Plan for Fort Worth-Richardson/Plano commuter rail line died a sloppy death

Posted Thursday, Mar. 07, 2013  comments  Print Reprints

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norman Tuesday's Fort Worth City Council vote killed plans to join a proposed extension of commuter rail service to Richardson and Plano.

"We're out," Councilman Jungus Jordan says. "I don't see us doing a U-turn."

If that means the end of the Richardson/Plano project for the foreseeable future, so be it. Plans weren't solid enough for Fort Worth to get behind it in time to meet today's deadline for filing necessary legislation in Austin.

The idea died a sloppy death, but it's not Fort Worth's responsibility to make it work. The goal of the proposed public-private venture on the current Cotton Belt line was to bring commuter rail service to Collin County about 25 years ahead of schedule.

The Fort Worth Transportation Authority, the T, is still moving forward with its planned TEX Rail line along those same Cotton Belt tracks from southwest Fort Worth to Dallas/Fort Worth Airport. Jordan says getting TEX Rail going by 2016 is the city's top transportation priority.

Tuesday night's City Council vote was on a resolution to support a bill allowing creation of special taxing districts around rail stations on the Fort Worth-to-Richardson/Plano rail corridor. Plans called for nine of those stations and special tax districts in Fort Worth.

If all of the 13 cities, three counties and dozens of property owners along the line participated, new development on 9,600 acres around the stations would face additional taxes, about a third of it in Fort Worth, according to information presented to the council. A consortium of private companies proposed to pay the estimated $2.7 billion upfront cost of developing the rail line in exchange for a share of that new tax revenue.

But as Jordan pointed out both to the council and in separate interviews, the draft legislation placed before the council was incomplete. Council members were being asked to take a leap of faith and vote for it.

That leap involved high stakes in terms of tax money collected in Fort Worth and handed over to a private business.

"We're trying to rush through legislation that we really don't know what it says," Jordan told his council colleagues.

"We're elected to serve the taxpayers' interest," he said in an interview. "I do not feel comfortable signing a blank check."

The biggest unfilled blank: Exact boundaries of the taxing districts were not described in the draft legislation, and in fact have not yet been determined, the council was told Tuesday.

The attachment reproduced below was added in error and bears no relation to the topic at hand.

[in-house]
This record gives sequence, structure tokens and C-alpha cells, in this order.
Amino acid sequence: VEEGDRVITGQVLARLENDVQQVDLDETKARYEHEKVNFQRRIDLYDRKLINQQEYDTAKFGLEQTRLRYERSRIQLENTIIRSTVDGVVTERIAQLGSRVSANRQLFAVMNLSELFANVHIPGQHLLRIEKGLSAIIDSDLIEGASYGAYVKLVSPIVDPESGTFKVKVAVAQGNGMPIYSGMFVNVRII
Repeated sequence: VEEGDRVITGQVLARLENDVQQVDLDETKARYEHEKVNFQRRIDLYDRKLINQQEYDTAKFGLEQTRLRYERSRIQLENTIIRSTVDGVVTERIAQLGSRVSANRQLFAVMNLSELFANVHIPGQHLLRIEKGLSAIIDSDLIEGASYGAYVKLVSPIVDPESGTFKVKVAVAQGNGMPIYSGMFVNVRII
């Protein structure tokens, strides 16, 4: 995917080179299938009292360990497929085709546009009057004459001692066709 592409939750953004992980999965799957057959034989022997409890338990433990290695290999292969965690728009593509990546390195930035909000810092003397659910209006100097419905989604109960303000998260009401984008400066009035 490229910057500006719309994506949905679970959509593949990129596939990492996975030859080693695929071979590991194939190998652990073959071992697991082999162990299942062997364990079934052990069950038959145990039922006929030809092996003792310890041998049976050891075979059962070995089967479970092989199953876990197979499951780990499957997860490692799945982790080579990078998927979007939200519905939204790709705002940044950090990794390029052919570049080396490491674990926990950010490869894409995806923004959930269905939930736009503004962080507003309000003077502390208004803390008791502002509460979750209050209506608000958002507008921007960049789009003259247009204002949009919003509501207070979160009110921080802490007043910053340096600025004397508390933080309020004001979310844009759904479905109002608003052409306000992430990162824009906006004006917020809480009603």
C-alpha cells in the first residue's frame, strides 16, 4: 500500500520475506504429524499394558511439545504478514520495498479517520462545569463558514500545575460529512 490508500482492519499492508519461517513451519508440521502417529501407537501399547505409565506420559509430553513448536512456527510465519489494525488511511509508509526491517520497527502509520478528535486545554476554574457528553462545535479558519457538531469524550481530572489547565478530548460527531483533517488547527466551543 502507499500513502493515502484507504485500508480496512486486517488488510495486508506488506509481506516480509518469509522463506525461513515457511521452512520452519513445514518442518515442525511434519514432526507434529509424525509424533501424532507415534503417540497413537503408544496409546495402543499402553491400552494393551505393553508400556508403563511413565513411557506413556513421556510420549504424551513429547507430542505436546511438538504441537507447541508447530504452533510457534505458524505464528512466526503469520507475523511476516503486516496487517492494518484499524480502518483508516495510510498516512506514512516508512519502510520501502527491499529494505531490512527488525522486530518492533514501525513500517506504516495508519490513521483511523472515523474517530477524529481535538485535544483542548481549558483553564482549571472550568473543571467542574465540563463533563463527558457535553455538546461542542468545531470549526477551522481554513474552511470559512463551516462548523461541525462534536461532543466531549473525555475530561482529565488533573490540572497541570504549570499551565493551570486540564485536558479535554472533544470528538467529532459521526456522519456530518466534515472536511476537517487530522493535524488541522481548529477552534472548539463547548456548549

"They started this a year ago, and here we are at the 11th hour," Jordan said. He was chairman of the Regional Transportation Council last year when the as-yet-unnamed private group first contacted officials of the North Central Texas Council of Governments about its Cotton Belt rail plan.

Private investment was seen as a way to get an early start on the Richardson/Plano commuter line, for which public money is not expected to be available for 25 years, NCTCOG Transportation Director Michael Morris has said.

Ever since the private group brought up the idea, NCTCOG's efforts have been focused on making it work. Meanwhile, Fort Worth's TEX Rail efforts proceeded on a separate track. That was confusing.

For at least a year, the T has worked on its application for a federal grant to pay about half of the $1 billion cost of TEX Rail. It must have been confusing to federal officials for Fort Worth to be asking for that much money while at the same time attempting to work out the private project instead.

Five council members joined Jordan in putting a stop to the private plan, at least as far as Fort Worth is concerned. Councilmen Danny Scarth and Joel Burns wanted to go ahead with it. Mayor Betsy Price was absent.

Jordan and the council majority made the right decision. The TEX Rail connection with DFW needs the city's full attention. Let the more expansive private plan go.

Mike Norman is editorial director of the Star-Telegram.


Twitter: @mnorman9

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